Long time no blog! Yesterday I got back from a 5-day trip to Tasmania with friends from uni.
Isn't it gorgeous?
The trip was fantastic, but full of a whole host of hiccups that ended up turning into some unforgettable and hilarious stories, like the time we absolutely shredded a tire on the car (who we fondly named Bumblebee). We had to enlist the help of British and French tourists to change it and ended up with a four-car pile up on a gravel road, which ended with me being low. Not to mention the time we bogged the car in some sand and had to push it uphill.
But there were some diabetes hiccups too. I was really nervous before I left for a few reasons. I’d never flown alone before, and it had been 13 years since I’d last done it, so I’d never flown with diabetes. I was nervous about bad sugar levels so far from home. I was nervous about being far away from hospitals, hiking and not feeling low blood sugars because of exercise. I was nervous about driving in a different state and car.
The flying was actually really great, and airport staff were the nicest security people I have ever met. There were no issues with me not going through metal detectors or having my pump x-rayed and everyone was efficient and polite. Driving was also completely fine (well, minus our tire issues!) and I have so much more confidence about driving on unfamiliar roads at different times of day.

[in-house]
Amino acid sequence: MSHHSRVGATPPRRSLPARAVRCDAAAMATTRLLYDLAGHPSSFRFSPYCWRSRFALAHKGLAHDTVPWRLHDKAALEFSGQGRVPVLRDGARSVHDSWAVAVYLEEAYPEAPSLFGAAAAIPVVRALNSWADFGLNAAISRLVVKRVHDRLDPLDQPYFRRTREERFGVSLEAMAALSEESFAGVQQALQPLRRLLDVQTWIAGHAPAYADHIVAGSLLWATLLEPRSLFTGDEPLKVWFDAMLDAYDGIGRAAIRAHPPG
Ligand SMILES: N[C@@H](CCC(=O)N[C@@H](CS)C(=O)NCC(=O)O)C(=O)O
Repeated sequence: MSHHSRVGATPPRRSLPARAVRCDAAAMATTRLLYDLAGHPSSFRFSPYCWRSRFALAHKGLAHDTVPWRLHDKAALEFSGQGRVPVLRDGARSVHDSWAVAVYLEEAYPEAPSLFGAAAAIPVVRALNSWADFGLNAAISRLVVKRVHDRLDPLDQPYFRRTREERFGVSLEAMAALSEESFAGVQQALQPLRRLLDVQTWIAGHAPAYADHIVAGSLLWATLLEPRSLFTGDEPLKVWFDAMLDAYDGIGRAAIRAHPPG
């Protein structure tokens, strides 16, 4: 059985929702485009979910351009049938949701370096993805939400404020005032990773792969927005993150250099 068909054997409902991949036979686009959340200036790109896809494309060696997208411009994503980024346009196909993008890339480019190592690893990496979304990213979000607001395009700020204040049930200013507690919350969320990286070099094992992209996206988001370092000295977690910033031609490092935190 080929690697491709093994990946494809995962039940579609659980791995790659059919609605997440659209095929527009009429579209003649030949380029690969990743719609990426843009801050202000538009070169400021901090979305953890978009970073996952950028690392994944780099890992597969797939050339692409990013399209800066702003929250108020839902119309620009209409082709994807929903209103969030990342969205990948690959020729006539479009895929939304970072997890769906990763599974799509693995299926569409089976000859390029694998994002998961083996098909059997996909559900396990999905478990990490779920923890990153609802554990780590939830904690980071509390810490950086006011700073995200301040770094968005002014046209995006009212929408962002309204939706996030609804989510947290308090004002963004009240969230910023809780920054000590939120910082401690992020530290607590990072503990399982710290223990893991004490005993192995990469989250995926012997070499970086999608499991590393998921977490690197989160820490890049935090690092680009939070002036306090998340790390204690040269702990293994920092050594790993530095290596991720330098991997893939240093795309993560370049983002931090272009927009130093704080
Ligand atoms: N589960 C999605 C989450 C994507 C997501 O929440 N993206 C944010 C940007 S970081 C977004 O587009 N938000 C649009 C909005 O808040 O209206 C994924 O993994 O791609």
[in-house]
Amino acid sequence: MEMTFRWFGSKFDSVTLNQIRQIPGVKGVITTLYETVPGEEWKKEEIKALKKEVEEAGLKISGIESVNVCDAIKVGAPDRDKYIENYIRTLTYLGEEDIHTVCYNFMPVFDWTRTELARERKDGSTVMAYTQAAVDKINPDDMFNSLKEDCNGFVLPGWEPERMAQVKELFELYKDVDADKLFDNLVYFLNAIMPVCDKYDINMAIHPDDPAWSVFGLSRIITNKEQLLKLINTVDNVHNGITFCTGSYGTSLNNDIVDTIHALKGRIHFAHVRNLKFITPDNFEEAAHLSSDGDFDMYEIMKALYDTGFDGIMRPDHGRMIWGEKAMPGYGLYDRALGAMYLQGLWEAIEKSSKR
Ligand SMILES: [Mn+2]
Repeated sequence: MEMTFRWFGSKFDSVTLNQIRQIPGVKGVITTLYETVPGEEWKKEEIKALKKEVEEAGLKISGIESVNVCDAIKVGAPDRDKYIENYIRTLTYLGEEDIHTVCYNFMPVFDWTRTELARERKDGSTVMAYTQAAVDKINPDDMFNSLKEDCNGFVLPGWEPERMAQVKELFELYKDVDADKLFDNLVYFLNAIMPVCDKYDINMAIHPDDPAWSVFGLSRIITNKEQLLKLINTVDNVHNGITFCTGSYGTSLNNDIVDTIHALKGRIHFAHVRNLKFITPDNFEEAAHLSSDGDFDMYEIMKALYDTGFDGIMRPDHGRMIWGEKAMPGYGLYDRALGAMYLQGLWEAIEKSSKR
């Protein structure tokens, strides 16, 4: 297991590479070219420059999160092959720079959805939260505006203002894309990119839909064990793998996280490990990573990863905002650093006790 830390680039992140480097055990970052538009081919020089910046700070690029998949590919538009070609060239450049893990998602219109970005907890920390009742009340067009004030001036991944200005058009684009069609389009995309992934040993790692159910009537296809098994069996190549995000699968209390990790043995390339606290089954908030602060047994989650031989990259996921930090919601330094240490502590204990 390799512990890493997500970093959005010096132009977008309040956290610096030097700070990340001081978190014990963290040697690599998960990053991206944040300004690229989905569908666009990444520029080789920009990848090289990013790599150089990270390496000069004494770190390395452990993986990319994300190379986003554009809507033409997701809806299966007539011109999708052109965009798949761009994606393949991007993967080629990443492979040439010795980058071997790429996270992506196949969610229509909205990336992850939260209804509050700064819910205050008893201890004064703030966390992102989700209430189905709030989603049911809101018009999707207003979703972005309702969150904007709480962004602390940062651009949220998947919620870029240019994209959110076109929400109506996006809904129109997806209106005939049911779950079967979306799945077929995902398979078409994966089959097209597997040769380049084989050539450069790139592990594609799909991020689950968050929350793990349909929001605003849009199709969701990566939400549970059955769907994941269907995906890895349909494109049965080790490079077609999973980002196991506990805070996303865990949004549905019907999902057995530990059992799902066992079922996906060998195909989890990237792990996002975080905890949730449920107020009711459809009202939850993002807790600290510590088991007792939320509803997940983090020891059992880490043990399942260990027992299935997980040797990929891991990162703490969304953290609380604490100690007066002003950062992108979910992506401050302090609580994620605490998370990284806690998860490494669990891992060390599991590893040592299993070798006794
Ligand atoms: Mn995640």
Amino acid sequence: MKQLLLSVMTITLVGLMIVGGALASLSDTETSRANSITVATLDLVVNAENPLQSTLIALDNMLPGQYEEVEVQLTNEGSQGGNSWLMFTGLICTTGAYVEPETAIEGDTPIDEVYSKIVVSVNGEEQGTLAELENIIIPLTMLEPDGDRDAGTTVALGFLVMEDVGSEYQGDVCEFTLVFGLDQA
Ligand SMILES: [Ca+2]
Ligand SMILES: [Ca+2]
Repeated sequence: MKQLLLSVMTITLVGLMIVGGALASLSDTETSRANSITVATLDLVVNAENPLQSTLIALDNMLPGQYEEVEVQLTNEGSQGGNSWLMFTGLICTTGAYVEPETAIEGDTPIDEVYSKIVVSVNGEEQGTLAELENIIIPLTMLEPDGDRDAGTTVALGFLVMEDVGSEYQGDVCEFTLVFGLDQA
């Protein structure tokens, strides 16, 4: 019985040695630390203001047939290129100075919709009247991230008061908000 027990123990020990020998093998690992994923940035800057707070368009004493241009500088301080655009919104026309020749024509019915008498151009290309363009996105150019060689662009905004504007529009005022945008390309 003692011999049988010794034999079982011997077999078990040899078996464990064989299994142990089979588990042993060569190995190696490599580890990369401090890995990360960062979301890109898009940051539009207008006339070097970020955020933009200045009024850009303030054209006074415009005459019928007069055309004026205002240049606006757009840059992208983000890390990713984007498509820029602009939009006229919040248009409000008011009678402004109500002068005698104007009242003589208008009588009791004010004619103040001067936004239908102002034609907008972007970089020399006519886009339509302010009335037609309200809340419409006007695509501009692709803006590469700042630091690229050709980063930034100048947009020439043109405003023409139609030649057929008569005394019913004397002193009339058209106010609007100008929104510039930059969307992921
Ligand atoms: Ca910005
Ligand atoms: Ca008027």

But my blood sugars were hard and something happened that was completely unexpected or planned for. I managed to get a stomach bug on the second day of the trip. This is a problem with t1 because you can’t keep food down, and carbs are very important to maintain sugar levels. So I was sick for two days and had low blood sugars, little sleep and high ketones. Ketones are produced when the body is breaking down fat and muscle supplies for energy. I wasn’t consuming enough carbs so my body went into starvation mode. This caused ketones to appear and made managing my sugars all the more difficult. Usually ketones and high sugars go together, but my sugars were low. So treating the ketones became harder because usually they go away with water and more insulin.
I needed food and less insulin.
I’d never had a stomach virus with t1 so I had absolutely no idea what to do. I didn’t want to stress out my parents because there wasn’t anything they could do about it from home! Luckily my endocrinologist was easily contacted and she helped me through it for those 2 days. Equally lucky was having understanding friends who listened to all the science of what was happening and offered help, water and toast. I ended up not going on the hikes because of all the ketones but I still got to see lots of Tassie and had a brilliant time taking photos, reading and making friends with the local wallabies while the others hiked.
Originally it felt like I’d lost a fight, like I’d let the diabetes win by not doing all the strenuous exercise. But on the flight home one of my friends told me the most impressive thing to her was that I didn’t let my diabetes stop me. I went to disagree, but then I stopped myself. For the first time I’m actually proud of myself for handling that. I made responsible decisions, and still managed to have such a fun time. I still went swimming, and on short walks. I still drove both country and city roads. I still got to experience everything, just in a safer way.
I went on the trip, and I can’t say that I would have done that even a year ago. An enormous thank you to my friends for helping me be a little bit braver and experiencing a trip I’ll never forget. Excited to take on New Zealand next!